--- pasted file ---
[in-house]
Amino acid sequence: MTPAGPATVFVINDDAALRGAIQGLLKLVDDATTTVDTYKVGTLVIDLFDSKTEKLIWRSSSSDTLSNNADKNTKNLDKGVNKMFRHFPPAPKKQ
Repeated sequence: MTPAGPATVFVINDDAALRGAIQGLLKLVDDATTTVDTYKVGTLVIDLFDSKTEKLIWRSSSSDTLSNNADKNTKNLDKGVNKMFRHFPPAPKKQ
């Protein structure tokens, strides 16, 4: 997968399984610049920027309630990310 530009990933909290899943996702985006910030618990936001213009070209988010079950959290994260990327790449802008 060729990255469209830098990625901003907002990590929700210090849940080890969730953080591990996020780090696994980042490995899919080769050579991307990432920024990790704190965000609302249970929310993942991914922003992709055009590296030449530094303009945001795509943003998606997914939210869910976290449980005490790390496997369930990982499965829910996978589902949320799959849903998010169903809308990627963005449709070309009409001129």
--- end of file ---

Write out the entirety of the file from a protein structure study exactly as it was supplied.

[in-house]
Amino acid sequence: MTPAGPATVFVINDDAALRGAIQGLLKLVDDATTTVDTYKVGTLVIDLFDSKTEKLIWRSSSSDTLSNNADKNTKNLDKGVNKMFRHFPPAPKKQ
Repeated sequence: MTPAGPATVFVINDDAALRGAIQGLLKLVDDATTTVDTYKVGTLVIDLFDSKTEKLIWRSSSSDTLSNNADKNTKNLDKGVNKMFRHFPPAPKKQ
């Protein structure tokens, strides 16, 4: 997968399984610049920027309630990310 530009990933909290899943996702985006910030618990936001213009070209988010079950959290994260990327790449802008 060729990255469209830098990625901003907002990590929700210090849940080890969730953080591990996020780090696994980042490995899919080769050579991307990432920024990790704190965000609302249970929310993942991914922003992709055009590296030449530094303009945001795509943003998606997914939210869910976290449980005490790390496997369930990982499965829910996978589902949320799959849903998010169903809308990627963005449709070309009409001129």